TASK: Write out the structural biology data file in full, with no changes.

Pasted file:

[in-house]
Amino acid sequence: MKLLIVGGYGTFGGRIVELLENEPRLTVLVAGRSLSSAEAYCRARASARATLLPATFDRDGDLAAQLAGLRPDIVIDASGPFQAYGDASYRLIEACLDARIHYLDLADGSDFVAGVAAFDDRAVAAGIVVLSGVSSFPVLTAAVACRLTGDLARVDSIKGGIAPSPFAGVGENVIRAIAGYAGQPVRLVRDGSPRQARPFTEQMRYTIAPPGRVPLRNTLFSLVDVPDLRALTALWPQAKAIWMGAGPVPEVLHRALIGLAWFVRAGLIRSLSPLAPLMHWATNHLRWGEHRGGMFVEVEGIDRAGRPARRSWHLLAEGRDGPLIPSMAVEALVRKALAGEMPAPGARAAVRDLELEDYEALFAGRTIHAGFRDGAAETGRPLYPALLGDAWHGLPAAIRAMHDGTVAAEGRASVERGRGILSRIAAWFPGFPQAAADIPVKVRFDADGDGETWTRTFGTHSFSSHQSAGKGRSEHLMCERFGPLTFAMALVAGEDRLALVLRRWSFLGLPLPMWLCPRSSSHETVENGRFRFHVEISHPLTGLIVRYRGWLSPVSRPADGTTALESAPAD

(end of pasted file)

[in-house]
Amino acid sequence: MKLLIVGGYGTFGGRIVELLENEPRLTVLVAGRSLSSAEAYCRARASARATLLPATFDRDGDLAAQLAGLRPDIVIDASGPFQAYGDASYRLIEACLDARIHYLDLADGSDFVAGVAAFDDRAVAAGIVVLSGVSSFPVLTAAVACRLTGDLARVDSIKGGIAPSPFAGVGENVIRAIAGYAGQPVRLVRDGSPRQARPFTEQMRYTIAPPGRVPLRNTLFSLVDVPDLRALTALWPQAKAIWMGAGPVPEVLHRALIGLAWFVRAGLIRSLSPLAPLMHWATNHLRWGEHRGGMFVEVEGIDRAGRPARRSWHLLAEGRDGPLIPSMAVEALVRKALAGEMPAPGARAAVRDLELEDYEALFAGRTIHAGFRDGAAETGRPLYPALLGDAWHGLPAAIRAMHDGTVAAEGRASVERGRGILSRIAAWFPGFPQAAADIPVKVRFDADGDGETWTRTFGTHSFSSHQSAGKGRSEHLMCERFGPLTFAMALVAGEDRLALVLRRWSFLGLPLPMWLCPRSSSHETVENGRFRFHVEISHPLTGLIVRYRGWLSPVSRPADGTTALESAPAD